The White House and GOP Keep Changing Their Story on the Nunes Memo

What does the document really allege, and will Trump actually release it?

House Intelligence Committee Chairman Rep. Devin Nunes at a March 22, 2017 news conference. Clark/Congressional Quarterly/Newscom via ZUMA Press)Bill Clark/CQ Roll Call

Republicans and the White House can’t seem to get their story straight on the controversial but still secret “Nunes memo,” which is said to attack the FBI and Justice Department over alleged bias in the Trump-Russia investigation. The push from GOP lawmakers, led by Rep. Devin Nunes, and the White House, to release the document appears aimed at underming the special counsel investigation of President Trump and his campaign’s ties to Russia. But now it is #ReleaseTheMemo advocates who are struggling to explain themselves.

Following Trump’s State of the Union speech last night, a C-Span hot mic caught him assuring Rep. Jeff Duncan (R-S.C.) that he would release the memo. “Oh yeah, don’t worry,” Trump said. “100 percent.” That blew up assertions by White House aides that Trump had not yet decided whether to allow the memo’s release. 

Despite Trump’s comment, White House Press Secretary Sarah Huckabee Sanders stated Wednesday morning on CNN that the White House will complete a “legal and national security review” before it takes action on the memo. Yet that didn’t seem to line up with remarks from Trump’s chief of staff, John Kelly, who told Fox News radio on Wednesday that the memo would be “released pretty quick” and that “this president wants everything out.”

In a rare and pointed public disagreement with President Trump, FBI Director Christopher Wray blasted the plan to release the controversial memo, via a statement from the bureau: “The FBI was provided a limited opportunity to review this memo the day before the committee voted to release it. As expressed during our initial review, we have grave concerns about material omissions of fact that fundamentally impact the memo’s accuracy.”

The statement drew a retort from Nunes, who spearheaded said memo: “It’s no surprise to see the FBI and DOJ issue spurious objections,” he said in a statement, adding “It is clear that top officials used unverified information in a court document to fuel a counter-intelligence investigation during an American political campaign.”

His statement appeared to strongly suggest that his memo, as has been reported by news outlets, faults the FBI for knowingly including bunk research from former British spy Christopher Steele in an application for a surveillance warrant of Trump campaign official Carter Page. The problem is that the memo remains classified pending Trump’s decision—so there is no way for the public to know whether Nunes’ explosive innuendo has merit. In the meantime, the Intelligence chairman’s statement appeared to amount to at least partial disclosure of information that remains classified.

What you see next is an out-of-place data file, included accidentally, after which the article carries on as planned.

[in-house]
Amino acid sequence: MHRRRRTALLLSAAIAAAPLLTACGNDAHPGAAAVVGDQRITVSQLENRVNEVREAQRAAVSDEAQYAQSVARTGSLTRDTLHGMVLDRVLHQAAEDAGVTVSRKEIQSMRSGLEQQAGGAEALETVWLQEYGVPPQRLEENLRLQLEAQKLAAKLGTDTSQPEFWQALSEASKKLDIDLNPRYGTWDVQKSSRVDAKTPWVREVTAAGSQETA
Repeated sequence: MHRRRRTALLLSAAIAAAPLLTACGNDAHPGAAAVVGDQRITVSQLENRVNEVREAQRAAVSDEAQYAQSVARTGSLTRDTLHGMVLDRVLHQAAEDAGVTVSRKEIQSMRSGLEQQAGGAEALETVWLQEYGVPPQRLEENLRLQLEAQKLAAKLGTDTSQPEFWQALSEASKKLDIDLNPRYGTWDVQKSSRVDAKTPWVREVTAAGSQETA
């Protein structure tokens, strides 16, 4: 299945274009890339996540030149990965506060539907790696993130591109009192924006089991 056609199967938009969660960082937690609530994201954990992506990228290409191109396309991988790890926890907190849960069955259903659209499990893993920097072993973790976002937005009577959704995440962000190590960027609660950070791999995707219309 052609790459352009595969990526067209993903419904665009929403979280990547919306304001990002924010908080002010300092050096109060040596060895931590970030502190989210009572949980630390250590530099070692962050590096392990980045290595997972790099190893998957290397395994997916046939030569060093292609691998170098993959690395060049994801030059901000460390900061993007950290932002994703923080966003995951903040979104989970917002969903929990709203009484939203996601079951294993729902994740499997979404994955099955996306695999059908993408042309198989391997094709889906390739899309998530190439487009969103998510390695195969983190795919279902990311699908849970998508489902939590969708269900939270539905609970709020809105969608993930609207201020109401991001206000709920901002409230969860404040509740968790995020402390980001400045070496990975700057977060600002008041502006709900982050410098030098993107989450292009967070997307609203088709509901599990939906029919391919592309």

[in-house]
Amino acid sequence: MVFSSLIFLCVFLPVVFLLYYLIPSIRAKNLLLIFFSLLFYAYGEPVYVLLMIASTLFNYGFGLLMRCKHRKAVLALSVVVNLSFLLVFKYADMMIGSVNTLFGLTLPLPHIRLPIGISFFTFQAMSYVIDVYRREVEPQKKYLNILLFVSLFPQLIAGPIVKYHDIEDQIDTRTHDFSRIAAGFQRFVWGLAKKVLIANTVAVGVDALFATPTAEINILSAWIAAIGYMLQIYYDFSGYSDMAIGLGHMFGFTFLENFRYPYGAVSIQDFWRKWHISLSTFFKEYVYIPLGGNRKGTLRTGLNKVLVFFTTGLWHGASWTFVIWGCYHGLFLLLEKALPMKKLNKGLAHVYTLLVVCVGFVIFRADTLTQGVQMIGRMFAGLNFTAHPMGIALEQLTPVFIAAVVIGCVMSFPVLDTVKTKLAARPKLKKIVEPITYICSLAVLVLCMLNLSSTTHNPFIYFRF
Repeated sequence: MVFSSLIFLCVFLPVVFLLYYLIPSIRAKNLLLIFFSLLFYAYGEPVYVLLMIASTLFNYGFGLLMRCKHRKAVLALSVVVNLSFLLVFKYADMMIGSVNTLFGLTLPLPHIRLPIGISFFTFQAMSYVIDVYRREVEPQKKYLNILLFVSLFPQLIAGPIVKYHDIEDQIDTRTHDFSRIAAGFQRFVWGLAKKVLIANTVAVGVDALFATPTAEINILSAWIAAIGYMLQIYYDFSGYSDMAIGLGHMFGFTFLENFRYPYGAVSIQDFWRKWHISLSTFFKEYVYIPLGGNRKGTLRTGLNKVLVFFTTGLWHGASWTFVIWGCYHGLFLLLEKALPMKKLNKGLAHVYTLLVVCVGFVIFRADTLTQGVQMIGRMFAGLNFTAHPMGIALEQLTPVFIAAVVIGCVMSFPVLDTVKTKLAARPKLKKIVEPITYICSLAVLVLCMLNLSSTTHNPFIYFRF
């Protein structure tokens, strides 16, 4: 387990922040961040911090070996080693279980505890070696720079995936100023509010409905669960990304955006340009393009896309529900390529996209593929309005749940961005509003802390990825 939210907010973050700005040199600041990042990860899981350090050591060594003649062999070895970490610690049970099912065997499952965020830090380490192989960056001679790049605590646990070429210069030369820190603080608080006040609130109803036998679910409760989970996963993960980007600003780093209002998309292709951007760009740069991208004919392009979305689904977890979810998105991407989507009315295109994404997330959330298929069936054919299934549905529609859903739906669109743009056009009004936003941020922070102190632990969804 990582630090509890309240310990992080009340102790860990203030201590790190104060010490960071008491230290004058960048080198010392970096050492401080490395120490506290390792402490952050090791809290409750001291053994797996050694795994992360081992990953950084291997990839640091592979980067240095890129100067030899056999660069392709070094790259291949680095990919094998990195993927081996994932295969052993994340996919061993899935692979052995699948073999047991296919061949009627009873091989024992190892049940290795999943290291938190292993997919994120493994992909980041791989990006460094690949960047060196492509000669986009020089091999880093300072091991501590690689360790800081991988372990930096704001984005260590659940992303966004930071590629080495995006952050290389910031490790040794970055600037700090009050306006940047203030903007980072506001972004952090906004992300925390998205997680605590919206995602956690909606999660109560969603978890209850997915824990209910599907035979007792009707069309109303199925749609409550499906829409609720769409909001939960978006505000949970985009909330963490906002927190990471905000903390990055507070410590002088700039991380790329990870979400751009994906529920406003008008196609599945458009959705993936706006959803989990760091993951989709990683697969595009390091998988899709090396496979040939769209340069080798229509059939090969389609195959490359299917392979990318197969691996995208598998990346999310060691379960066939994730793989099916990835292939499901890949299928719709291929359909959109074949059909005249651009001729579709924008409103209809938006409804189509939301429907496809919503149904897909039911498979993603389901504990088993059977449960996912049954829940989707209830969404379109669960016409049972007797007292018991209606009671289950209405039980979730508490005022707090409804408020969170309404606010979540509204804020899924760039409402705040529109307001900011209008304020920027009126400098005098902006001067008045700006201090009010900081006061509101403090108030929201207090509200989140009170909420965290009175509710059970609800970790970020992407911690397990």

Nunes, who regularly reminds reporters that he does not discuss Intelligence Committee matters, also undermined his position earlier this week when he refused during a committee hearing to say whether his staff had collaborated with the the White House on the memo—as Nunes himself was revealed to have done in last year’s infamous “unmasking” debacle. Sanders likewise declined to say Wednesday if the White House worked with Nunes staff. 

Last week Assistant Attorney General Stephen Boyd sent a letter to Nunes that warned release of the memo without DOJ first reviewing it would be “extraordinarily reckless” and might endanger national security. The letter asks “why the Committee would possibly seek to disclose classified and law enforcement sensitive information without first consulting with the relevant members of the intelligence community.”

The Justice Department’s position reportedly enraged President Trump, who dispatched White House Chief of Staff, John Kelly to squelch DOJ’s objections. Justice Department spokeswoman Sarah Isgur Flores seemed notably dismissive of the urgently worded letter from Boyd, a top Justice Department official, on Wednesday: “The letter said we wanted to review the memo,” she told Mother Jones via email. “We have. Now we have no statement.”

Asked if the department remained concerned that the memo’s release would have a “damaging impact” on national security, Flores noted that the letter says only that the memo’s release “could” impact national security. “It says ‘could’ because we hadn’t read it,” she said.